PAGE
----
I think I might never watch this film because the image quality sucks and it seems nobody will do the restoration.ReplyDelete
It's a damn shame how little love this film has received. It could really be something, but right now, it's too difficult to watch it to make it worthwhile.ReplyDelete
I started to watch this a few months ago but the print is pretty beat up (I assume that with early film techniques being so primitive the filmmakers must have given the film stock to an assistant who carried it around in his pockets for a few days before going to the lab) and I wasn't really in the mood for something I had to focus on that intently.ReplyDelete
I had better luck with it a few days ago. I still had a little trouble with the beginning. I had the sound down very low. I often do that late at night, especially with foreign films because I'm reading sub-titles. And I didn't get that somebody was singing. It was a shot of that big wall for a while. I thought it was some 1930s Chinese film technique that I wasn't appreciating.
But I got past the first few minutes, turned up the sound and very soon I was appreciating the HELL out of Midnight Song. I think I prefer it to any English-language version of Phantom of the Opera. Although both the Lon Chaney version and the Claude Rains version have their moments, I think I prefer the changes made in the 1937 Chinese version.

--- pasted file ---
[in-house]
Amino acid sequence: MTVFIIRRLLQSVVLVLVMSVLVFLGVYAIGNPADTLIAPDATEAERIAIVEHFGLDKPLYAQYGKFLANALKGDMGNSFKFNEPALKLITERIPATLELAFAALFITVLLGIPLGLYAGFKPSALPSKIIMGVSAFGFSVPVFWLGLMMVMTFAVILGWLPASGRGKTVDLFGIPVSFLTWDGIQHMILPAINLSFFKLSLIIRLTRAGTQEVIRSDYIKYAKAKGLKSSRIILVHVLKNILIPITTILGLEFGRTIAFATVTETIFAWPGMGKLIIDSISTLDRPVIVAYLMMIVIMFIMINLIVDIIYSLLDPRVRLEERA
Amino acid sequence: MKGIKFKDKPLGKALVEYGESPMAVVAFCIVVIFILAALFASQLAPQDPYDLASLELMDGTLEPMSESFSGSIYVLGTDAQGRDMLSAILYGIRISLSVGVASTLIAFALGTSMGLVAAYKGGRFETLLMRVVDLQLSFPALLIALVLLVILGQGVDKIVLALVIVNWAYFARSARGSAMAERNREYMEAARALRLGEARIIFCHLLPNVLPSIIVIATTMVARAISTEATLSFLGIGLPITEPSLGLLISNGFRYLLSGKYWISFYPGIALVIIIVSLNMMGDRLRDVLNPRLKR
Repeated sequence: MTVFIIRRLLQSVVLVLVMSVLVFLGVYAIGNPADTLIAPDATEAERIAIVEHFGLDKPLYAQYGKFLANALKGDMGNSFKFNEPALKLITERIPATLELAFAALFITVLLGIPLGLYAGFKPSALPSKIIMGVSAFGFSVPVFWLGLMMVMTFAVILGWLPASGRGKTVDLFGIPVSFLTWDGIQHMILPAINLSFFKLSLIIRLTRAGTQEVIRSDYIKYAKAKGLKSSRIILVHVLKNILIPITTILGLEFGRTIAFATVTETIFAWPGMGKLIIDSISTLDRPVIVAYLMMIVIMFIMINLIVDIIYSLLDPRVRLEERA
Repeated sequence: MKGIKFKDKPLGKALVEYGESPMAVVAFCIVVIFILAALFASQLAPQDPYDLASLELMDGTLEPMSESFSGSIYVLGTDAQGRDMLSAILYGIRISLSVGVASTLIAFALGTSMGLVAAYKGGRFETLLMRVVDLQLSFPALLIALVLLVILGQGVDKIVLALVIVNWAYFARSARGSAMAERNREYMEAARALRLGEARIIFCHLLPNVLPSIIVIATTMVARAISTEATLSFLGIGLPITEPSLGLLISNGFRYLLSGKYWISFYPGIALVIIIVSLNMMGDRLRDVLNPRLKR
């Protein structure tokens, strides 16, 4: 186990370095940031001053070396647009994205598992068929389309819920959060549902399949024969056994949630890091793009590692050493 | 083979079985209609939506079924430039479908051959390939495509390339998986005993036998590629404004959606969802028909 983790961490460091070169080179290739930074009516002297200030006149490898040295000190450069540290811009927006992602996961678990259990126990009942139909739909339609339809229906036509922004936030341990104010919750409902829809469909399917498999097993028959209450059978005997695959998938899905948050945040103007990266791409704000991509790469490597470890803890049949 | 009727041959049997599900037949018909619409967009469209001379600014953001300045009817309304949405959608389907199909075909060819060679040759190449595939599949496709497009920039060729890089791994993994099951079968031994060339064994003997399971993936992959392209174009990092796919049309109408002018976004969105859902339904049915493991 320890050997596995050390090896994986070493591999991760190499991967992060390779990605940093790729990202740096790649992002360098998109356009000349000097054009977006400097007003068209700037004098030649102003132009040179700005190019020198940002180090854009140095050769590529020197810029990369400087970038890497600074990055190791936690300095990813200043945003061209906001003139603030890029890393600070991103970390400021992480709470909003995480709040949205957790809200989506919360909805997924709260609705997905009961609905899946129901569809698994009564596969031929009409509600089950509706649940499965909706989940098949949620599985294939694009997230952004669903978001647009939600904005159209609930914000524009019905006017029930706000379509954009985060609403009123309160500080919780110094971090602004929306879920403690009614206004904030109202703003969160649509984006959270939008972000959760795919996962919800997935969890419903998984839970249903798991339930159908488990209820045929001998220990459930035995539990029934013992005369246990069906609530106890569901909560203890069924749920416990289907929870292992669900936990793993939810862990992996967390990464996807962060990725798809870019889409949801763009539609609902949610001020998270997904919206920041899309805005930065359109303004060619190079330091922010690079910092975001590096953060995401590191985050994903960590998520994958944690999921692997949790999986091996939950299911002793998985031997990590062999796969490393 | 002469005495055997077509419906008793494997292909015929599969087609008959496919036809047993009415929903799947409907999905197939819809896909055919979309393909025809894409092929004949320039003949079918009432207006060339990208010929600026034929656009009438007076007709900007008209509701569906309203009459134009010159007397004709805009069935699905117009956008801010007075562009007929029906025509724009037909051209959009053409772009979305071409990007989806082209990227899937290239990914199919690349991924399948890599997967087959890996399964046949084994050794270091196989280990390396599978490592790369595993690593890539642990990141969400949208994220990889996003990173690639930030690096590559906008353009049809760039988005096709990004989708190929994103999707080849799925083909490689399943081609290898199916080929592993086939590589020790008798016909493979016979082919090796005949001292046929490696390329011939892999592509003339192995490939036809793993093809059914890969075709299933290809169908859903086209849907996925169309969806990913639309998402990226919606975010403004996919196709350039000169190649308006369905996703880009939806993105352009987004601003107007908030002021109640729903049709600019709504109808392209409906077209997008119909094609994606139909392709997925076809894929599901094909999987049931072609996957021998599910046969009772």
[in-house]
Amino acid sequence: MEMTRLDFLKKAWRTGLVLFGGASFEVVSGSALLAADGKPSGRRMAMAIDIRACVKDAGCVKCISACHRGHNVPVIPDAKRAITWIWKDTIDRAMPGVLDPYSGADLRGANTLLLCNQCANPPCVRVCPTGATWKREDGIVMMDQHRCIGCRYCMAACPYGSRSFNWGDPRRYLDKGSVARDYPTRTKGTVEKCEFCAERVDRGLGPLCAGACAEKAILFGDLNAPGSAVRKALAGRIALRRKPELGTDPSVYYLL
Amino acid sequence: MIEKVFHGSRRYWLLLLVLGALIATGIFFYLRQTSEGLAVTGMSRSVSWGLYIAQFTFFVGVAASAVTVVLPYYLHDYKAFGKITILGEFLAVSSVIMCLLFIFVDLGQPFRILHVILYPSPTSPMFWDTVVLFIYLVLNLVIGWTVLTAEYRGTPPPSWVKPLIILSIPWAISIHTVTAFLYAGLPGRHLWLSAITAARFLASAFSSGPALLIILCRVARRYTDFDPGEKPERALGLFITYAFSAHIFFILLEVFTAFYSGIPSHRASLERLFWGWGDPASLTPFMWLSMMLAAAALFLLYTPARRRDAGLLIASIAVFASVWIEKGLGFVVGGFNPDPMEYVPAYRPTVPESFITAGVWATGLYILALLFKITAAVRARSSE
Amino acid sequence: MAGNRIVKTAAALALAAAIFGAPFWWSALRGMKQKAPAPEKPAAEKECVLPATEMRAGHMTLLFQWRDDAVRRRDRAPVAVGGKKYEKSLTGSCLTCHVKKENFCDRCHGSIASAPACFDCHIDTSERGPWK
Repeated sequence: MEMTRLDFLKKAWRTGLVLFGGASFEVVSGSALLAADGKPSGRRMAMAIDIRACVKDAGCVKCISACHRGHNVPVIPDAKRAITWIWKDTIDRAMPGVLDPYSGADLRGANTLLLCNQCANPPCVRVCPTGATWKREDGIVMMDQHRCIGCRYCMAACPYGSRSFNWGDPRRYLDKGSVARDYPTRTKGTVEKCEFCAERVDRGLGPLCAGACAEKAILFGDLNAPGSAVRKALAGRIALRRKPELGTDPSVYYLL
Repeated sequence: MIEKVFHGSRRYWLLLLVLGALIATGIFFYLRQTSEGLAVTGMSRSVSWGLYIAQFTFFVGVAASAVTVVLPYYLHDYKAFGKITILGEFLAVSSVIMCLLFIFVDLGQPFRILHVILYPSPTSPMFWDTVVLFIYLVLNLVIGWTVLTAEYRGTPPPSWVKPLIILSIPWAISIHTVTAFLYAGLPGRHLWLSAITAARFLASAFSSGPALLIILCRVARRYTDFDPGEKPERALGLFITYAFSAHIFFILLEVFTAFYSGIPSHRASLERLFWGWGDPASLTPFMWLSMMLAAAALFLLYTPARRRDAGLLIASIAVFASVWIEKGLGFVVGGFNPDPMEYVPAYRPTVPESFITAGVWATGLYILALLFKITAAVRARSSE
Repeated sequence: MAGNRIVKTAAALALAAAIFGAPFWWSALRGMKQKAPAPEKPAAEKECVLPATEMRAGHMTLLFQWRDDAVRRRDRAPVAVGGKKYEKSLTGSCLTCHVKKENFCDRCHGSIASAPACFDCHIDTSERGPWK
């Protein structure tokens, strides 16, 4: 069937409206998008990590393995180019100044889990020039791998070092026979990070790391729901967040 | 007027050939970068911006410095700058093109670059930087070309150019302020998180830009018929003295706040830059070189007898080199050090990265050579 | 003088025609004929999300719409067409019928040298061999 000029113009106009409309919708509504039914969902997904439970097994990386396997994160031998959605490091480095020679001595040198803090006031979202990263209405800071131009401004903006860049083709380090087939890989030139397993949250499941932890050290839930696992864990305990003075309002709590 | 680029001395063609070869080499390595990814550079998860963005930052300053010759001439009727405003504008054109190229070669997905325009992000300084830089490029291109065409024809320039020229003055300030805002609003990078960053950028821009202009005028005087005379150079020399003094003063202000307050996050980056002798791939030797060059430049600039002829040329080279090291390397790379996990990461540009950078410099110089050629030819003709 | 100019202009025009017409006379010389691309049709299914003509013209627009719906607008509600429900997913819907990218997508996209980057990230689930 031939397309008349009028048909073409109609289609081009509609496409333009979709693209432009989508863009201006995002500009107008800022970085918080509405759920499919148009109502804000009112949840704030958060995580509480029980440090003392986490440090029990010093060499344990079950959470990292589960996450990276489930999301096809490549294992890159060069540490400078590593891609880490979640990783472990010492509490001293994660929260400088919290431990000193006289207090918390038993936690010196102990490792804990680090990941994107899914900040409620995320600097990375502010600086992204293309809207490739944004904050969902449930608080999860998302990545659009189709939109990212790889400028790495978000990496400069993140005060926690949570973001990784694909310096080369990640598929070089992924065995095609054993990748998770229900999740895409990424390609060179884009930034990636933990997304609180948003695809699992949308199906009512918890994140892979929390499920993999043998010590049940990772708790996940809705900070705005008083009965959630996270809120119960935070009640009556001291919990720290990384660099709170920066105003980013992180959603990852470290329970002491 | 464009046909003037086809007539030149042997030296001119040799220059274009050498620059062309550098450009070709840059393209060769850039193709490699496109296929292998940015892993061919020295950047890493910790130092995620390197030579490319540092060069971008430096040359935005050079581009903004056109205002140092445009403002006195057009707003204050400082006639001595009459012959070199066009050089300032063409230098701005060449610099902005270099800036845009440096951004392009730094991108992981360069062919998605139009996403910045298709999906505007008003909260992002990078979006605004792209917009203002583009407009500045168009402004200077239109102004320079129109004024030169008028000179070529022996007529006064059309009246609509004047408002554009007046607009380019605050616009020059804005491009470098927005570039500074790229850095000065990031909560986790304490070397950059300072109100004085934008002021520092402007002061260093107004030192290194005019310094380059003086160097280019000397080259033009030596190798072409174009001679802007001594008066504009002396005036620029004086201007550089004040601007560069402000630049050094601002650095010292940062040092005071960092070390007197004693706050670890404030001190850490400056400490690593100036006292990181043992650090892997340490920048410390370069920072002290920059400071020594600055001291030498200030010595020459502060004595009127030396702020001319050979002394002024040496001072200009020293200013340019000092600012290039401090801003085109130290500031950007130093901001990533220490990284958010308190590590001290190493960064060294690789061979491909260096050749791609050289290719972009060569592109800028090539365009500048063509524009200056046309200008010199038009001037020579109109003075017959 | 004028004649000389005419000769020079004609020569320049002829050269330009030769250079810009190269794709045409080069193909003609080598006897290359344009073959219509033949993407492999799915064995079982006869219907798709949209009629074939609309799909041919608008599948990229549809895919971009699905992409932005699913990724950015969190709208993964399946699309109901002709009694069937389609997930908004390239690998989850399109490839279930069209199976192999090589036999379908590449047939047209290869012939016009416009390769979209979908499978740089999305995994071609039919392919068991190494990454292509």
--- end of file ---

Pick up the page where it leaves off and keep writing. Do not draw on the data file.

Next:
Another thing I liked about it was the time capsule glimpse of 1930s China, between the fall of the Manchus and the final victory of Mao in 1949. The actors are all modernized and Westernized and a bunch of dandies, while the audience are mostly still dressed in traditional garb. They very fact that the filmmakers adapted the French Phantom of the Opera says a lot about attitudes Western culture.
And I really loved the ancient Chinese stage manager character and how casually he mentioned that the ghost of Song Danping lives in the old theater.
I didn't quite follow the political aspects of Song Danping's persecution and disfigurement. I don't know enough about China in this period. (And the sub-titles, while very amusing at times, were often much help.) But it seems they were important enough to the filmmakers to include as part of the story, and that speaks volumes about the period.
I have trouble finding books about China form 1903 to 1949, and it's amazing how much I glean from old Chinese movies. There's one called The Big Road that I saw a few years ago that was eye-opening. From the List, there's The Goddess and Spring in a Small Town.
This is a movie I'd be willing to rewatch, but not until someone restores it. There's absolutely something here worth seeing, but without a restoration, it's too much work to dig through.Delete